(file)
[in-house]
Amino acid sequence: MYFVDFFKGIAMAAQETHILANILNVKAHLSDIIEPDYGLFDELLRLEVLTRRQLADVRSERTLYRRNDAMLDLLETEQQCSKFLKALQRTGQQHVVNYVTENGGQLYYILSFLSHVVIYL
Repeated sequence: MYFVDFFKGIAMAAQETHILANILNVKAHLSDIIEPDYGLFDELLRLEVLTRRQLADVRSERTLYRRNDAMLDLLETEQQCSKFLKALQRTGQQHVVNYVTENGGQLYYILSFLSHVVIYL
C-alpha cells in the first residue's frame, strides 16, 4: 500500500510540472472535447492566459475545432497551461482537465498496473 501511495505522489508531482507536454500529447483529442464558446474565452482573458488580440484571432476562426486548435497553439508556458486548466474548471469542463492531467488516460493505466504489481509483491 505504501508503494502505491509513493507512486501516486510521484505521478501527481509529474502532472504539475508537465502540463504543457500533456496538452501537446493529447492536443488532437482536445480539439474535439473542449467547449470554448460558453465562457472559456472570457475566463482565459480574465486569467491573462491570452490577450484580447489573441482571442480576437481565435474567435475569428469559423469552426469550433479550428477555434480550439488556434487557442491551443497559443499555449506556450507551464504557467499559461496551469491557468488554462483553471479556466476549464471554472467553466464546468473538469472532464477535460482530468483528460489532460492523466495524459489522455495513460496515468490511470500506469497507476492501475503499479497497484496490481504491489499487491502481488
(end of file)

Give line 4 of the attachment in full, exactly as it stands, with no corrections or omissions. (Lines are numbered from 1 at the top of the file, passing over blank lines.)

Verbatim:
C-alpha cells in the first residue's frame, strides 16, 4: 500500500510540472472535447492566459475545432497551461482537465498496473 501511495505522489508531482507536454500529447483529442464558446474565452482573458488580440484571432476562426486548435497553439508556458486548466474548471469542463492531467488516460493505466504489481509483491 505504501508503494502505491509513493507512486501516486510521484505521478501527481509529474502532472504539475508537465502540463504543457500533456496538452501537446493529447492536443488532437482536445480539439474535439473542449467547449470554448460558453465562457472559456472570457475566463482565459480574465486569467491573462491570452490577450484580447489573441482571442480576437481565435474567435475569428469559423469552426469550433479550428477555434480550439488556434487557442491551443497559443499555449506556450507551464504557467499559461496551469491557468488554462483553471479556466476549464471554472467553466464546468473538469472532464477535460482530468483528460489532460492523466495524459489522455495513460496515468490511470500506469497507476492501475503499479497497484496490481504491489499487491502481488